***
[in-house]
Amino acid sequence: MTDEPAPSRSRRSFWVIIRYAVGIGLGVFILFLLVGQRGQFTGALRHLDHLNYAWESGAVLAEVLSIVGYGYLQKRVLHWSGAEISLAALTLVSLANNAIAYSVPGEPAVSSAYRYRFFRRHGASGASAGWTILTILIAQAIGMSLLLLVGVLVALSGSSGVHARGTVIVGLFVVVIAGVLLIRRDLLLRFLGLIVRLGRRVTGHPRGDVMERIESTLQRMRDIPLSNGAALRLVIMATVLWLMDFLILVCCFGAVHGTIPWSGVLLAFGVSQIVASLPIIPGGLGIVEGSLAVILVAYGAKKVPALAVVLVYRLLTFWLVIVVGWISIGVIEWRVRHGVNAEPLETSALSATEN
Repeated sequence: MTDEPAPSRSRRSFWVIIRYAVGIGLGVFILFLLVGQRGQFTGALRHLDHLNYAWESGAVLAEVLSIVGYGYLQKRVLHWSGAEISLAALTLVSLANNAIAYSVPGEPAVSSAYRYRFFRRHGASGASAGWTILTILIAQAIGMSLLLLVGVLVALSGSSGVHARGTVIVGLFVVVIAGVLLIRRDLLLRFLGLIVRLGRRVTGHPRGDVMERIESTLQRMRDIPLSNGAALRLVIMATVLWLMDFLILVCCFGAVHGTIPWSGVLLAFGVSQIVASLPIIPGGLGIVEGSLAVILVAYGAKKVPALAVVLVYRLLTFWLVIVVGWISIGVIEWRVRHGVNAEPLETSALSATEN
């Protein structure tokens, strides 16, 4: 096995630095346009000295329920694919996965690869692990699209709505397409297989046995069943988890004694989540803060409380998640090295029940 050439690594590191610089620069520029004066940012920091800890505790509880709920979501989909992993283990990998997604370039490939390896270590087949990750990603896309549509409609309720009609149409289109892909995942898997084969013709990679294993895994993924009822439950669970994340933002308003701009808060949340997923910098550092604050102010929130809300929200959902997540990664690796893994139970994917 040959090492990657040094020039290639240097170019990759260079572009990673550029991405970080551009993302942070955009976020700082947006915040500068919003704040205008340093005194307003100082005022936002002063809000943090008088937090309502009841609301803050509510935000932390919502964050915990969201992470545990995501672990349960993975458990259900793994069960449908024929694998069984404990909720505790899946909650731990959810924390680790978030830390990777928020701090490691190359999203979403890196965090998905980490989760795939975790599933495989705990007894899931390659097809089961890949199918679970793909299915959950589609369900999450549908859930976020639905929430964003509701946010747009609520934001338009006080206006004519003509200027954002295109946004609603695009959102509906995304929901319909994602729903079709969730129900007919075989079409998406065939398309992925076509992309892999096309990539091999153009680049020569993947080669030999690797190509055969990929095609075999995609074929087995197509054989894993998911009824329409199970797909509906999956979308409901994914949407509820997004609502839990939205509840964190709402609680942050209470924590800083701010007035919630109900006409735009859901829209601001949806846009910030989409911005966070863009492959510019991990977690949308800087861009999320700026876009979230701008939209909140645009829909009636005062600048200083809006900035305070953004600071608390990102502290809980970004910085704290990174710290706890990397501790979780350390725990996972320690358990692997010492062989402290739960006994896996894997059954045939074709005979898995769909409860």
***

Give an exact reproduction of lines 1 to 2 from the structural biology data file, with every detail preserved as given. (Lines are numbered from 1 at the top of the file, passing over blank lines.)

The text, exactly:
[in-house]
Amino acid sequence: MTDEPAPSRSRRSFWVIIRYAVGIGLGVFILFLLVGQRGQFTGALRHLDHLNYAWESGAVLAEVLSIVGYGYLQKRVLHWSGAEISLAALTLVSLANNAIAYSVPGEPAVSSAYRYRFFRRHGASGASAGWTILTILIAQAIGMSLLLLVGVLVALSGSSGVHARGTVIVGLFVVVIAGVLLIRRDLLLRFLGLIVRLGRRVTGHPRGDVMERIESTLQRMRDIPLSNGAALRLVIMATVLWLMDFLILVCCFGAVHGTIPWSGVLLAFGVSQIVASLPIIPGGLGIVEGSLAVILVAYGAKKVPALAVVLVYRLLTFWLVIVVGWISIGVIEWRVRHGVNAEPLETSALSATEN